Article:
What Your Kids See When Your Read
"What can I do?" often emerges as my friends process the racial tensions of the last few weeks. They might be reluctant to march in a peaceful protest. Writing letters to their representatives in government doesn't seem for them to be enough. What's a parent or grandparent, uncle or aunt to do? I have an idea. Take a look at the books that your children have in their library. Are their bookshelves filled with authors of a single ethnic group or nationality? Look at a few of the publications that your children read often. Are the pictures of the participants in the books on their library of all one ethnic origin or heritage? Maybe it's time that the children within your influence learn that kids who don't look like them might be similar to them. Perhaps your kids can see that children whose eyes and hair are different have something in common with them. Recent studies indicate that children become aware of bias earlier than once thought.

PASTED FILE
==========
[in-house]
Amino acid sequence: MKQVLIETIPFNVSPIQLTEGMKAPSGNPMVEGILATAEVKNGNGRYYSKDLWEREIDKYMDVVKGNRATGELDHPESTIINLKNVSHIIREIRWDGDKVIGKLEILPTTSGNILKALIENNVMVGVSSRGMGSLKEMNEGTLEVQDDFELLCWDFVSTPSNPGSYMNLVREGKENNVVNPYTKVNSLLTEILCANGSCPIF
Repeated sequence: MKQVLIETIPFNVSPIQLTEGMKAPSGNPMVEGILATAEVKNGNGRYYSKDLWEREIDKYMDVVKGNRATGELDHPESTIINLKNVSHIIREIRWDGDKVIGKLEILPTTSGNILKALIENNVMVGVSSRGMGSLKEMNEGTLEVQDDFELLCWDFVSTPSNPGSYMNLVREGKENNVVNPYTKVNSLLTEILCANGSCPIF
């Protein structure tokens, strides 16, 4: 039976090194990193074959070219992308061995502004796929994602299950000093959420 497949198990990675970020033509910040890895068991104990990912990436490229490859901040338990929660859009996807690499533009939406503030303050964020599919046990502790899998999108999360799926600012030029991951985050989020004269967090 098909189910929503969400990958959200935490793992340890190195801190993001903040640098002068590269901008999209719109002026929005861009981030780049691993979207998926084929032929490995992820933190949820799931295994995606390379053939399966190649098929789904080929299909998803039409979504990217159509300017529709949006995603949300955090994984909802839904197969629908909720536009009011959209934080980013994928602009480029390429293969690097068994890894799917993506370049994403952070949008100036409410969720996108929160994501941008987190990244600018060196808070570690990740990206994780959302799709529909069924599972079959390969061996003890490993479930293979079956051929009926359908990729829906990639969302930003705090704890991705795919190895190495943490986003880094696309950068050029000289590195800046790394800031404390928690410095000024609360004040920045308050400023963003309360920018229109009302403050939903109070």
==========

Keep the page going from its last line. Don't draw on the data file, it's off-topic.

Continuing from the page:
One such new release is Eddie Harvey Jr's "Daddy Does Things Differently". With illustrations painted by Michelle White, children can learn what happens when a normal family has to adopt new routines when Mommy has to begin to work outside of the home full time. Will the children in this family be able to adapt to the skills that Daddy has as full time house parent? This is a warm look at what so many families have to work through together as the job market undulates.
The next time you are searching for books to add to the collection of your children. Take a closer look at what your kids are seeing when your read to them.